John George Haigh was charming, handsome, immaculately dressed, cultured and intelligent. A well-mannered and thoroughly ‘nice’ man. He was also one of Britain’s most notorious serial killers of the twentieth century.
This was partly because he was the most prolific British serial killer in the first half of that century, but also because of the alleged motive that he claimed had driven him to murder. Haigh said that the desire to drink his victims’ blood had been his reason for such slaughter – he claimed that he was a vampire. Then there was the novel method of disposal of his victims’ corpses in acid that meant he was dubbed ‘the Acid Bath Murderer’.
Finally, Haigh exhibited a glamour in his looks and lifestyle, like another of that decade’s murderers, Neville Heath (1917-46), which seemed to put him in a different sphere from the run-of-the-mill murderer. He was described as ‘one of the most baffling criminal of this or any other age’, and ‘one of the most notorious murderers of this century’.
Such a figure would have been in the limelight in any era, but in the austerity years of post-World War Two Britain – even more economically straitened than during the war – Haigh appeared in even more dramatic hues.
This aura of disreputable glamour, but glamour nonetheless, still attaches itself to Haigh to an extent. The only celluloid interpretation of his murders, A is for Acid, broadcast in 2002, cast a popular actor as the killer and presented his life and crimes in as sympathetic a manner as possible. Unlike John Christie (1899-1953) in 10 Rillington Place, Haigh was seen as a human being, with attractive traits as well as moments of murderous violence.
There have also been those who have attempted to portray him as a man suffering from mental illness and thus not accountable for his actions. It is true that he was not a sadist like Ian Brady and Myra Hindley, Peter Sutcliffe and Fred and Rosemary West; nor did he kill on the industrial scale of doctors such as John Bodkin Adams or Harold Shipman. There was no sexual dimension to his crimes, as with Christie, and no children were involved as in the Moors Murders.
Yet Haigh did kill six people, the same number or more than some of the century’s other serial killers. Each of these people should also be remembered. Usually, the narratives of Haigh’s case have downplayed the six and so put their humanity at a discount. Yet Donald and Amy McSwan and their son, William Donald McSwan, Dr. Archibald Henderson and his wife, Rosalie, and Henrietta Helen Olivia Roberts Durand-Deacon were all personalities in their own right, as was Haigh himself.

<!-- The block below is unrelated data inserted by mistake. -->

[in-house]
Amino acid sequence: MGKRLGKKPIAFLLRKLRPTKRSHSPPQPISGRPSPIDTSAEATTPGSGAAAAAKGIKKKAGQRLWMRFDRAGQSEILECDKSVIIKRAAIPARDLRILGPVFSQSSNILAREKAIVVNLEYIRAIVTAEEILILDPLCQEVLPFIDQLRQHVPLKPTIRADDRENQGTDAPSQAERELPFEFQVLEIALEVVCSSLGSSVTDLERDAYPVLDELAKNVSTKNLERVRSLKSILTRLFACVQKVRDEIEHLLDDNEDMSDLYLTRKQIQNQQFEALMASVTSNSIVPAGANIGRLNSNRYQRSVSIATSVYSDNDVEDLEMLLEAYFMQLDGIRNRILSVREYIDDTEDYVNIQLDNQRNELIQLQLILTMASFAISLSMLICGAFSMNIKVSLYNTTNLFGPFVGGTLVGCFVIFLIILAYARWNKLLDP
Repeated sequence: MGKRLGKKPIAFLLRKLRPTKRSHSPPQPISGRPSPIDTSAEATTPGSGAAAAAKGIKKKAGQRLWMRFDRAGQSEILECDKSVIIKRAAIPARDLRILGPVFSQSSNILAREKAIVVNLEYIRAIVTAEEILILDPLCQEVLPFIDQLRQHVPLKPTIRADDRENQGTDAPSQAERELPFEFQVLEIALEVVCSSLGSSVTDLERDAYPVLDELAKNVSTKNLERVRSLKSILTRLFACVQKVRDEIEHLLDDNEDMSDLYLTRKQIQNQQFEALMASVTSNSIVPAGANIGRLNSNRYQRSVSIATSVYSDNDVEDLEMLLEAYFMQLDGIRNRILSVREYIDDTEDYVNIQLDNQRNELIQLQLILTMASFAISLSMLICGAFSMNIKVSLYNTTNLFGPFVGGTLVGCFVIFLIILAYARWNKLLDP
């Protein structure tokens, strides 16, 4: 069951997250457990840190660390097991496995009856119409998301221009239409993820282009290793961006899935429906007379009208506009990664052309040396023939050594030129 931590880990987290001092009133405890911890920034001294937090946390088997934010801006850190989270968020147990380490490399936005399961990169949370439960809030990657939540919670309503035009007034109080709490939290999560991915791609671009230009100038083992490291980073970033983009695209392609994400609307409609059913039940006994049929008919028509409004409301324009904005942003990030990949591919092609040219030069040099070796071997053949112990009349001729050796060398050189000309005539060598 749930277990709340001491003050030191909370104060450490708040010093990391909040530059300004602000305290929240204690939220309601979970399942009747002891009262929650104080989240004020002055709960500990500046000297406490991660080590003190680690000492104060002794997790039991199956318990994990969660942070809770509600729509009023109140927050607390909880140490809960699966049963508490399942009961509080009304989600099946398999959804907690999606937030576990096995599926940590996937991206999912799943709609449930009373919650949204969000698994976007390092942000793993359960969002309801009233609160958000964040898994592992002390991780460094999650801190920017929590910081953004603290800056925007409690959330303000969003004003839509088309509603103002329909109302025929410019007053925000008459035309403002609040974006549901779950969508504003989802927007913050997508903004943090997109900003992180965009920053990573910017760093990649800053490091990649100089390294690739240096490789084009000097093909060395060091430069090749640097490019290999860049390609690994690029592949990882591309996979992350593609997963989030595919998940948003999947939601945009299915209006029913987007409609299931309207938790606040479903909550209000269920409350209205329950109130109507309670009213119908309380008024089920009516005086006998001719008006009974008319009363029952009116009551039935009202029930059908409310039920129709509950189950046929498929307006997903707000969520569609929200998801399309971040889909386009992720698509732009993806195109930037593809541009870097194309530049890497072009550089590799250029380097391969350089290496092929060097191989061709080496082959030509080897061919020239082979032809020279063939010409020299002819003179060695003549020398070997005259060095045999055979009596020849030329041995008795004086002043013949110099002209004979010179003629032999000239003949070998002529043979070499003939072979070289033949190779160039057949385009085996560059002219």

There have been five full-length studies of Haigh, published between 1950 and 1988, of varying value, and several part studies. He has been portrayed variously as an enigmatic man of contrasts, a man scarred by his parents’ religion, or simply a calculating murderer. Haigh’s crimes regularly appear in books about famous criminals, London crime and serial killers; these synopses are usually rehashes of existing published work, rather than being based on original research. These have, like so many other accounts of well-known criminals, resulted in numerous myths being created and disseminated by successive works.
It is worth noting that until 1949 Haigh was known to few others. He had appeared in local newspapers as a criminal on two occasions, but otherwise had generally left little imprint on local or national life. But for a few months in 1949, from the time of his arrest until his execution, he was a national and an international figure. Much the same can be said of those he killed. Most of what we know about Haigh, and his victims, originates from this year or thereafter, because it was only then that they became of interest to those outside their immediate circles. Most, though not all, of the information about these people, therefore, is thus coloured by their involvement in this case as murderer or as murder victims. How far this distorts the value of this evidence is a moot point. Likewise, the accuracy of memory can also be queried and this is of particular note when Haigh’s childhood and youth are recounted.
Pseudonyms, often invented by the press, are frequently used to label notorious criminals and it is often these that miscreants are known by rather than their actual names. Although The Daily Mirror dubbed Haigh ‘The Vampire’ in March 1949, this appellation did not stick. In 1934 George Sarret, a French criminal, had been given the nom de plume ‘The Acid Bath Murderer’ by the British press. Haigh was known in the press by the same appellation by the summer of 1949, despite the fact he did not use baths to dissolve his victims, and this has stuck.